• there must be safeguards so you can challenge whether it is lawful or not to deprive you of your liberty.

For example, a safeguard for when you are sectioned under the Mental Health Act is being able to apply to the Mental Health Tribunal (MHT) to challenge your detention.

Even if you are arrested or detained on mental health grounds, you still have the following rights:

What are your rights if your liberty is taken away (for example if you are sectioned)?

You can go to court to challenge whether or not the decision was lawful. So if you are detained under the Mental Health Act 1983, you can ask the Mental Health Tribunal to look at whether your detention was fair.

For more information about this, you should contact your advocate or find a solicitor. See Useful contacts for more information.

What are your rights if you are arrested?

You must be given the reasons why in a language that you can understand.

What are your rights if you are arrested or detained on suspicion of committing an offence?

You are entitled to be brought in front of a judge promptly.


  • Jason applied for a Mental Health Tribunal whilst on a section 3 of the Mental Health Act 1983. Tribunals normally take place 8 weeks after an application is made, but Jason's case was not heard for 20 weeks after he applied.
  • Jessica was detained on section 3 despite her father, who was acting as her nearest relative, having objected to it.
  • John was discharged from his section by a Tribunal but there were very long delays in returning him to the community because accommodation could not be found.

These could all amount to breaches of Article 5: Right to liberty and security.

Article 6: Right to a fair trial

This is an absolute right. To be considered fair, a hearing should address the following:

  • Independent and impartial: The hearing must be fair and free from bias.
  • Notice: You must be given notice of the time and place of a hearing.
  • Public or private hearings: Hearings are normally in public but can be in private for many reasons. Mental Health Tribunal are normally held in private.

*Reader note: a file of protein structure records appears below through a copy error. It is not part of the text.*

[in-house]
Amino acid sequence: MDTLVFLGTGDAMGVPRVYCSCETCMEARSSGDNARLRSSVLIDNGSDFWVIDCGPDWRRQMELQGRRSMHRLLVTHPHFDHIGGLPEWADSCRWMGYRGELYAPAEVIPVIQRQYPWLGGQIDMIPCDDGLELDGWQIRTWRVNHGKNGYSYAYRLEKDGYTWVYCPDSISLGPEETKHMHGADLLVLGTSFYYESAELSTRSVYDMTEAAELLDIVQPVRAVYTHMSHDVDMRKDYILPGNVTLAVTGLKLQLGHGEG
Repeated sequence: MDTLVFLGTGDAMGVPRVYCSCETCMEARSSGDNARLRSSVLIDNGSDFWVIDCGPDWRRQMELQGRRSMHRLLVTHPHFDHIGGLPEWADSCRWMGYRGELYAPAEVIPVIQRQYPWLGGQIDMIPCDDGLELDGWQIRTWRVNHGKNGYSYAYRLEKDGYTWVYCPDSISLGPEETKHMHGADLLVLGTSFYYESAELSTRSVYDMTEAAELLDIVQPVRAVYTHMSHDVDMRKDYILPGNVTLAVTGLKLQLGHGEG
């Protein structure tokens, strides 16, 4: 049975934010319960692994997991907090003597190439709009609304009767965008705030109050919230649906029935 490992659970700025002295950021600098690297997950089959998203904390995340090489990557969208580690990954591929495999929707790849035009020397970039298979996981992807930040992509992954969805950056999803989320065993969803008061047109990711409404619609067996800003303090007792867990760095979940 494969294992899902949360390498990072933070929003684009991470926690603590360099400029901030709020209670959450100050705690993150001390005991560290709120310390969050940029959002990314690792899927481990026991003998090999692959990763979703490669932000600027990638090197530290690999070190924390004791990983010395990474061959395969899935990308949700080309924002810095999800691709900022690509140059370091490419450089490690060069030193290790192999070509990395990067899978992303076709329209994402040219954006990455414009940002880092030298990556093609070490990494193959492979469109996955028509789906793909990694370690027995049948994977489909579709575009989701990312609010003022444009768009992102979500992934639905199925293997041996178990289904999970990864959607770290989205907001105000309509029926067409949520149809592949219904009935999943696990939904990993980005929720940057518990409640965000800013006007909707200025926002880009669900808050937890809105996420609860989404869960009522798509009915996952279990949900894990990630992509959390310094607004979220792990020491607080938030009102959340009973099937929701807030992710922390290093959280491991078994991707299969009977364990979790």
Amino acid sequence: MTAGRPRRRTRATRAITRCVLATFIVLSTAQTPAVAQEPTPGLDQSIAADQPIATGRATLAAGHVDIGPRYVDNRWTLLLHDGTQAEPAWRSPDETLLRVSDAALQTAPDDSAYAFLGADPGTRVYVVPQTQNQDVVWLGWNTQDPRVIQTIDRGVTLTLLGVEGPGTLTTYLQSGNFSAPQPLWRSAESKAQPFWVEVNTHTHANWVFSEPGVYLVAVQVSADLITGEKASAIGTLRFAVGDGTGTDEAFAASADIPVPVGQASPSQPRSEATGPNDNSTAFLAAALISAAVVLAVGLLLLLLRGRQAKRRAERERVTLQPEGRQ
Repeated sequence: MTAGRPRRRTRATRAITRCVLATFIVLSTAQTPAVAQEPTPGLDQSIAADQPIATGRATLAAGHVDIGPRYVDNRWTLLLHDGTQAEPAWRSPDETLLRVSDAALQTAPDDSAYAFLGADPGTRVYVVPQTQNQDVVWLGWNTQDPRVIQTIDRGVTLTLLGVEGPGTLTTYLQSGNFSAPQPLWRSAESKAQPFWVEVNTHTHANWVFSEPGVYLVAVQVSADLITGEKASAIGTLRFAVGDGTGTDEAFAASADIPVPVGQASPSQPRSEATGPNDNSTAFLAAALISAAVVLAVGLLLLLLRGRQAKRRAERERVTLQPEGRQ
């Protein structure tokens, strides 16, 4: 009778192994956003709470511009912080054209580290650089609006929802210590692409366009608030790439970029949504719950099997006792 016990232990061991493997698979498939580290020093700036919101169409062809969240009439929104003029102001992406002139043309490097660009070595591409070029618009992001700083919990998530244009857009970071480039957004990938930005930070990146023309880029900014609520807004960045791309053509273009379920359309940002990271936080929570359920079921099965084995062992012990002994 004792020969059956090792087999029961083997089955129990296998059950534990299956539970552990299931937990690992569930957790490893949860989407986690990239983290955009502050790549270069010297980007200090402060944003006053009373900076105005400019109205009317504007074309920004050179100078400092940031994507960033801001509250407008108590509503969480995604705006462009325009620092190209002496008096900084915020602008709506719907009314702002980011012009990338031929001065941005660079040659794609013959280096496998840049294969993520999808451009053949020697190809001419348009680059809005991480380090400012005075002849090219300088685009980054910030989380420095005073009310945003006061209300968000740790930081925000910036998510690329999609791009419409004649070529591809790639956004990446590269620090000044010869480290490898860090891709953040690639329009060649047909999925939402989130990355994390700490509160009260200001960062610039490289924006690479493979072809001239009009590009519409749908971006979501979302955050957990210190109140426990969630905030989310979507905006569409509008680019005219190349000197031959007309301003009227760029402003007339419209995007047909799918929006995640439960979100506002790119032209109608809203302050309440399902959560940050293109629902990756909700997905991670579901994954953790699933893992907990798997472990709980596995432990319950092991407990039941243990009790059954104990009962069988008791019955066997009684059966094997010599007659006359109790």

• As soon as practicable: The hearing should take place as soon as is practicable.
  • Representation: If your hearing is at the Tribunal, you can present your case either by yourself, with an advocate or a specialist legal adviser. You can normally get legal representation for free. See Useful contacts for more information.
  • Right to see documents: You have a right to see all the documents in the proceedings. This doesn't necessarily mean you can see all documents related to you – only those that assist you in effectively challenging your detention. For example, if you are being medicated without your knowledge because the doctor thinks it is for your own health and safety, you may not see documents related to this, as it would be bad for your health. You may only be able to see them if you needed to in order to effectively challenge your detention.
  • Reasons for decision: You have a right to be given reasons for a decision so that you can understand why the decision was made.


  • Jean was transferred to a psychiatric home and the Local Authority went to the Court of Protection for an order to keep her there without consulting her or her family. This could be a breach of Article 6: Right to a fair trial.
  • A doctor who was working on a Tribunal went to see a patient before the hearing. However, he also worked as a responsible clinician for a different hospital in the same trust. This is not a breach of Article 6: Right to a fair trial.

This information was published in January 2020.

This page is currently under review. All content was accurate when published. 

References are available on request. If you would like to reproduce any of this information, see our page on permissions and licensing.